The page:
In 1988, Sen. Alan K. Simpson didn’t hold back when revealing his opinion about congressional staffers.
“The point is we are elected senators, and we should try to do our business, occasionally, with ourselves and among ourselves and between ourselves. Even though the staff is critically important, it is also a critical burden upon us in many situations,” the Wyoming Republican said on the Senate floor.
“I say that without any gasping from the back of the chamber which will accompany such a remark, but it is very true. You cannot live with them and you cannot live without them,” he continued.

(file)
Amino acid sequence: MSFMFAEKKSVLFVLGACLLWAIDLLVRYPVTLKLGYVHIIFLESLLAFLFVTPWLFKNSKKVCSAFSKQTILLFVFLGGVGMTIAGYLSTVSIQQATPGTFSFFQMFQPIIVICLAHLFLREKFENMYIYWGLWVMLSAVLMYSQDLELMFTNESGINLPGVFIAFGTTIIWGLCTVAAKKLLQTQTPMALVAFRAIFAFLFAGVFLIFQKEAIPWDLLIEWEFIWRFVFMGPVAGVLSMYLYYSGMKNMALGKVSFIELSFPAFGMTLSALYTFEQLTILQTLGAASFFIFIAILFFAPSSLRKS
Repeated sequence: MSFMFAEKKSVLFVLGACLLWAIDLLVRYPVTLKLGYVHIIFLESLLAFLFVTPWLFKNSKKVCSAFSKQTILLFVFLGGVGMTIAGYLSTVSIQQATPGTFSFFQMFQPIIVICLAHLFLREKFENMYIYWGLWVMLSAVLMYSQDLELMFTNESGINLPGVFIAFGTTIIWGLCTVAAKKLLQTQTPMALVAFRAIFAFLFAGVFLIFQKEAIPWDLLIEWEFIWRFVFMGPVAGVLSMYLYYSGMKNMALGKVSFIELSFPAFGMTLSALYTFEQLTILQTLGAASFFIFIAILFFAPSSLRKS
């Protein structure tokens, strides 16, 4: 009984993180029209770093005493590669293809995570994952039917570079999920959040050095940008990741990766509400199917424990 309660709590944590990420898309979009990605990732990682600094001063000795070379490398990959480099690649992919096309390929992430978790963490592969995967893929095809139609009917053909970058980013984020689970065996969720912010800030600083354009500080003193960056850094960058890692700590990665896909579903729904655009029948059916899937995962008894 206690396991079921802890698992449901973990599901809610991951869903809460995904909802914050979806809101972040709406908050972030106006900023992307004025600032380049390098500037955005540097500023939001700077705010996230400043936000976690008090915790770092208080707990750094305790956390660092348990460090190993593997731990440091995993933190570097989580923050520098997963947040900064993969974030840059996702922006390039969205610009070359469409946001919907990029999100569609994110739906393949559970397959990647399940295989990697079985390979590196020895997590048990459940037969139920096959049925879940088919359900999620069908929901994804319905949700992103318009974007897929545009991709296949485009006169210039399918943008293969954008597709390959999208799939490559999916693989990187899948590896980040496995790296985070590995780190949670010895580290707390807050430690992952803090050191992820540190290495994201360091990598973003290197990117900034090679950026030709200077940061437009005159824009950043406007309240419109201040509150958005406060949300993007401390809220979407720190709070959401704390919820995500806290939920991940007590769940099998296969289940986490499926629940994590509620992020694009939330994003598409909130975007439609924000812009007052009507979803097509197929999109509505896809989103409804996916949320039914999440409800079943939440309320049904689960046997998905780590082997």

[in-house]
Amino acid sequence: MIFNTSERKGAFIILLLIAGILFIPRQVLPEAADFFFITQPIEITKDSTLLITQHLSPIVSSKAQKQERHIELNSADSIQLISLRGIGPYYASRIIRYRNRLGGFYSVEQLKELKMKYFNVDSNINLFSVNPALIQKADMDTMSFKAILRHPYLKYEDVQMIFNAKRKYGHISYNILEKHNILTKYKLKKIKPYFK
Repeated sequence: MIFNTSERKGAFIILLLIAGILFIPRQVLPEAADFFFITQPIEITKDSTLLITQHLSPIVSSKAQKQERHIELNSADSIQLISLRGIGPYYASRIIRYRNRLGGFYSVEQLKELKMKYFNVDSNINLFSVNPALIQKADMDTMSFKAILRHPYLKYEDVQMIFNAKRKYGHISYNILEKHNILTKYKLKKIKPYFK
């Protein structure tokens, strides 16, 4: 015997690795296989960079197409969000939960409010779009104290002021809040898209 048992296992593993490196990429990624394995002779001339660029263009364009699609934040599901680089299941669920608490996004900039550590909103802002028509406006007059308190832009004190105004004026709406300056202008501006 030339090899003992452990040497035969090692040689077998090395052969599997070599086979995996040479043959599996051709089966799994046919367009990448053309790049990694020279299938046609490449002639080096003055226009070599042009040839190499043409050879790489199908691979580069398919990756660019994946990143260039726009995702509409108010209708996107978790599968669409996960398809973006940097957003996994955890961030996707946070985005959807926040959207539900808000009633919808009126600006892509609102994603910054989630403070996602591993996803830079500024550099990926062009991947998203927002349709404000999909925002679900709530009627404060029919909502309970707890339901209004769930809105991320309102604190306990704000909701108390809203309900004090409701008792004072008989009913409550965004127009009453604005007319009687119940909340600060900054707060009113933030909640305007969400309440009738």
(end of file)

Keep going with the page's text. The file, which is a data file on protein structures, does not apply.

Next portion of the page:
“Back of the chamber” is a reference to where staffers sit on the Senate floor, which is against the wall opposite to where the presiding senator sits.
At the time, Simpson had been in the Senate for a decade and was the Republican whip.
He was never a staffer himself, but his father, Milward Simpson, served from 1962 to 1967 in the same seat as him. (He also served a term as governor.) And his brother, Peter K. Simpson, was a Wyoming state representative from 1981 to 1984 and lost a bid for governor in 1986.
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